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The lab-in-a-cartridge testing device -- which can be performed at bedside, doesn't require a laboratory, and can be performed in cartridges smaller than a mobile phone -- was tested on 386 National Health Service staff and patients in Britain.
The test had 94% sensitivity and 100% specificity, meaning it had a high level of accuracy and produced very few false negatives and no false positives. The results are available within 90 minutes, while conventional COVID-19 tests provide results within 24 hours, the researchers said. The findings were published Sept. 17 in The Lancet Microbe journal.
In the United States, four rapid coronavirus tests have already been developed. These tests detect COVID-19 antigens, proteins found on the surface of the coronavirus, rather than the virus itself, according to the Associated Press. It's considered a faster, but less precise, screening method.
One of these tests, made by Abbott Laboratories and called BinaxNOW, has already secured a $760 million deal with the White House to produce 150 million rapid nasal swab tests for community testing, according to the AP.
The 15-minute BinaxNOW test will sell for $5, giving it an edge over similar tests that need to be popped into a small machine, the AP reported. No larger than a credit card, the Abbott test is based on the same technology used to test for the flu, strep throat and other infections.
"Those [rapid] screening tests are what we need in schools, workplaces and nursing homes in order to catch asymptomatic spreaders," Dr. Jonathan Quick, an adjunct professor of global health at Duke University in North Carolina, told the AP.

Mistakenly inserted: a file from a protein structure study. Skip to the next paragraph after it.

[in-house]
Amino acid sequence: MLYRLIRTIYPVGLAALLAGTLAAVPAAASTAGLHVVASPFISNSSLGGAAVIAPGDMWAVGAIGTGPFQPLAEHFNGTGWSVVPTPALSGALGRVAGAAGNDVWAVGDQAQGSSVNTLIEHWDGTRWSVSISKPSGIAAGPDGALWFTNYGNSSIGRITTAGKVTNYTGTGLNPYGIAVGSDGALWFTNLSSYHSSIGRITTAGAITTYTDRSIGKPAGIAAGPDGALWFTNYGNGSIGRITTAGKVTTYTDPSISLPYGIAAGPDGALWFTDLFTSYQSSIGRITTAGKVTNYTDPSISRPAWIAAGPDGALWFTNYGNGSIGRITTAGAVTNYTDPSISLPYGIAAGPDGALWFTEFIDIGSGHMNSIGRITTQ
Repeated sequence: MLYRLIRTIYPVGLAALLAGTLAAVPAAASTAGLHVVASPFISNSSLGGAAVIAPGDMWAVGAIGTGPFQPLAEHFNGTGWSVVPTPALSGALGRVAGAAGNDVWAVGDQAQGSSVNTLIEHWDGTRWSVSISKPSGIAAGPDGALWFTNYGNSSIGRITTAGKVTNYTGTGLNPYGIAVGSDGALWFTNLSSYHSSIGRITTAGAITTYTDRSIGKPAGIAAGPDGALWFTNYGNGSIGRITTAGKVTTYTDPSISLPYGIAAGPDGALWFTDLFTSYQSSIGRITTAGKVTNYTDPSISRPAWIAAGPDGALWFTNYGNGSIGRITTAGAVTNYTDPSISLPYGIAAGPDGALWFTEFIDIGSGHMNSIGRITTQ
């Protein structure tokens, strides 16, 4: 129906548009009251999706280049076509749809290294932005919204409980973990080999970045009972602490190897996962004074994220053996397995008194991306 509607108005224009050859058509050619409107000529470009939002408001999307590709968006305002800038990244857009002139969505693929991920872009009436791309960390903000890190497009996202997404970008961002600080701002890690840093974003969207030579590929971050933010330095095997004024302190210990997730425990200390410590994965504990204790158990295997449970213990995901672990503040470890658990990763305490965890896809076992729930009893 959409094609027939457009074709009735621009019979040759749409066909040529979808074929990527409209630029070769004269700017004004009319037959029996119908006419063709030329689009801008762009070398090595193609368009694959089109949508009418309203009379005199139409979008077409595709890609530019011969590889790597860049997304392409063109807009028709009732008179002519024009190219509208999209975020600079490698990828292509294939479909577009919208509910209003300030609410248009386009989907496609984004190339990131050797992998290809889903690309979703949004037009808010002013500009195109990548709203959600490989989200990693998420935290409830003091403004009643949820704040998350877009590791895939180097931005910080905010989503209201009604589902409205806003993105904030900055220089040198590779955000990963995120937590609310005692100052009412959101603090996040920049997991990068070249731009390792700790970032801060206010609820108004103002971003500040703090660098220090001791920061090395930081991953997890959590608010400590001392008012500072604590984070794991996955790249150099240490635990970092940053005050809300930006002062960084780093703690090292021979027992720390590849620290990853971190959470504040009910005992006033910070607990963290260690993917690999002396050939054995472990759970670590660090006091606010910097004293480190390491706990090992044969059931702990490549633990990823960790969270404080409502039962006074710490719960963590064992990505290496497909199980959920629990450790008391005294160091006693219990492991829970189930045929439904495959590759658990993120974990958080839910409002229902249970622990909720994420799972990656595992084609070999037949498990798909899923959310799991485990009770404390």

With the British test, a nose swab from a patient is inserted into the cartridge device, which analyzes the sample for genetic material belonging to SARS-CoV-2 virus.
The new test is being used at eight London hospitals, and is due to be rolled out at a national level. The U.K. government recently placed an order for 5.8 million of the testing kits.
"These results suggest the test, which can be performed at a patient's bedside without the need to handle any sample material, has comparable accuracy to standard laboratory testing," said study author Graham Cooke. He is a professor in the department of infectious disease at Imperial College London.
"Many tests involve a trade-off between speed and accuracy, but this test manages to achieve both," Cooke said in a college news release.
Chris Toumazou is CEO and co-founder of DnaNudge and founder of the Institute of Biomedical Engineering at Imperial College London. He said, "The DnaNudge test was developed as a lab-free, on-the-spot consumer service that can be delivered at scale, so we clearly believe it offers very significant potential in terms of mass population testing during the COVID-19 pandemic."
-- Robert Preidt
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